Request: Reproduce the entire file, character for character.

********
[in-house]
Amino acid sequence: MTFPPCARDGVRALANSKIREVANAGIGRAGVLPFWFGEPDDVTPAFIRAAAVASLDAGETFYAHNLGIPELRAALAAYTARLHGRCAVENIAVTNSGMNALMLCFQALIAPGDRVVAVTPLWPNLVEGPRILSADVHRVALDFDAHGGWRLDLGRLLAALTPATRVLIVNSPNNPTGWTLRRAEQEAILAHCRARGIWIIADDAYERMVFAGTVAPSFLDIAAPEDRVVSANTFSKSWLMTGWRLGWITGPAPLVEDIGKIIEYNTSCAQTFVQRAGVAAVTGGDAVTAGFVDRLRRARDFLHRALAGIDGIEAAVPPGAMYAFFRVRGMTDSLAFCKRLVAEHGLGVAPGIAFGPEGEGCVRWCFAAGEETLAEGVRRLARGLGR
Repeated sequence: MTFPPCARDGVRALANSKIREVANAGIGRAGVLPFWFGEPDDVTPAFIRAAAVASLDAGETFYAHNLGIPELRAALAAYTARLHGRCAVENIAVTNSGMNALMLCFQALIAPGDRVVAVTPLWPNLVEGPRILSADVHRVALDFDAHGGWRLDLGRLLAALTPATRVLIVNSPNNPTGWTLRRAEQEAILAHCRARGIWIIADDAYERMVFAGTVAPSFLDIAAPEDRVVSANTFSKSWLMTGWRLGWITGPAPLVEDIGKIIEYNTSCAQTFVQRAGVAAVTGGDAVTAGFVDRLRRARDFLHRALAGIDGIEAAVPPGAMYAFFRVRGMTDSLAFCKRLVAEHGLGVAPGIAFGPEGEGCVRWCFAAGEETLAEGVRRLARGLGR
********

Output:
[in-house]
Amino acid sequence: MTFPPCARDGVRALANSKIREVANAGIGRAGVLPFWFGEPDDVTPAFIRAAAVASLDAGETFYAHNLGIPELRAALAAYTARLHGRCAVENIAVTNSGMNALMLCFQALIAPGDRVVAVTPLWPNLVEGPRILSADVHRVALDFDAHGGWRLDLGRLLAALTPATRVLIVNSPNNPTGWTLRRAEQEAILAHCRARGIWIIADDAYERMVFAGTVAPSFLDIAAPEDRVVSANTFSKSWLMTGWRLGWITGPAPLVEDIGKIIEYNTSCAQTFVQRAGVAAVTGGDAVTAGFVDRLRRARDFLHRALAGIDGIEAAVPPGAMYAFFRVRGMTDSLAFCKRLVAEHGLGVAPGIAFGPEGEGCVRWCFAAGEETLAEGVRRLARGLGR
Repeated sequence: MTFPPCARDGVRALANSKIREVANAGIGRAGVLPFWFGEPDDVTPAFIRAAAVASLDAGETFYAHNLGIPELRAALAAYTARLHGRCAVENIAVTNSGMNALMLCFQALIAPGDRVVAVTPLWPNLVEGPRILSADVHRVALDFDAHGGWRLDLGRLLAALTPATRVLIVNSPNNPTGWTLRRAEQEAILAHCRARGIWIIADDAYERMVFAGTVAPSFLDIAAPEDRVVSANTFSKSWLMTGWRLGWITGPAPLVEDIGKIIEYNTSCAQTFVQRAGVAAVTGGDAVTAGFVDRLRRARDFLHRALAGIDGIEAAVPPGAMYAFFRVRGMTDSLAFCKRLVAEHGLGVAPGIAFGPEGEGCVRWCFAAGEETLAEGVRRLARGLGR